Beginning with the Macedonian parliamentary elections less than one week away, there will be several elections in Southeastern Europe in the coming months. These elections will provide citizens an opportunity to move forward and overcome the legacy of a decade of conflict. We urge all parties to refrain from fomenting ethnic tensions or instigating violence as means of gaining electoral advantages. This has been a special concern in Macedonia and Kosovo.

In Montenegro, we also call upon all parties to work with the OSCE Mission to Yugoslavia and others in overcoming problems which could threaten the degree to which the parliamentary elections in that republic will be free and fair. We wish the people of Bosnia-Herzegovina well as they take the responsibility for implementing the upcoming general elections from the OSCE. We have every expectation that the Serbian presidential elections will show further progress in the democratic transition of that republic.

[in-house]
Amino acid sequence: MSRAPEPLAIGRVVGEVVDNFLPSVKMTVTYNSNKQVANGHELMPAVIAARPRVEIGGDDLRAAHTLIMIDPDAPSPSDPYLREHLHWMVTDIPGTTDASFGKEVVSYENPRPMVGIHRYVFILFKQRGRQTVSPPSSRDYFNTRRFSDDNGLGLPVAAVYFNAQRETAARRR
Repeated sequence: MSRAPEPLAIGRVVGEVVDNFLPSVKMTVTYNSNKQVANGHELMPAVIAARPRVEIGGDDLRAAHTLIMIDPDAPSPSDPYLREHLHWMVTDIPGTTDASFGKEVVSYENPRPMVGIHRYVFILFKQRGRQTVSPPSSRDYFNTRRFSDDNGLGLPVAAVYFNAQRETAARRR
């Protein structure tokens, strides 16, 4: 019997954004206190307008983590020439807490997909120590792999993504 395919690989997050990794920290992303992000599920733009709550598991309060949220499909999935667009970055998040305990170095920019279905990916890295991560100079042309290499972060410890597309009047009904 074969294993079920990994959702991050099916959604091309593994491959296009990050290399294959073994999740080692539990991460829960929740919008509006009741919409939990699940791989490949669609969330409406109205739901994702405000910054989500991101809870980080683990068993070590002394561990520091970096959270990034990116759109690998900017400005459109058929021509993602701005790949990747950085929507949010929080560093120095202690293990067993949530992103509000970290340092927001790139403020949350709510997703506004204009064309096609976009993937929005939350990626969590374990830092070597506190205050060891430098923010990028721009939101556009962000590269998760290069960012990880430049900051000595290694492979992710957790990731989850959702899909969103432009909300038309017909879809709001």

Mr. Moderator, it is worth recalling the unique role of the ODIHR in providing assistance to participating States in developing and implementing electoral legislation. The OSCE Parliamentary Assembly is likewise a valuable resource in promoting free and fair elections. Reports made by the OSCE offer a constructive guide for participating States that wish to uphold commitments with respect to free and fair elections that each of our nations freely accepted. As our leaders recognized in Istanbul, prompt follow up to ODIHR’s election assessments and recommendations is of particular importance.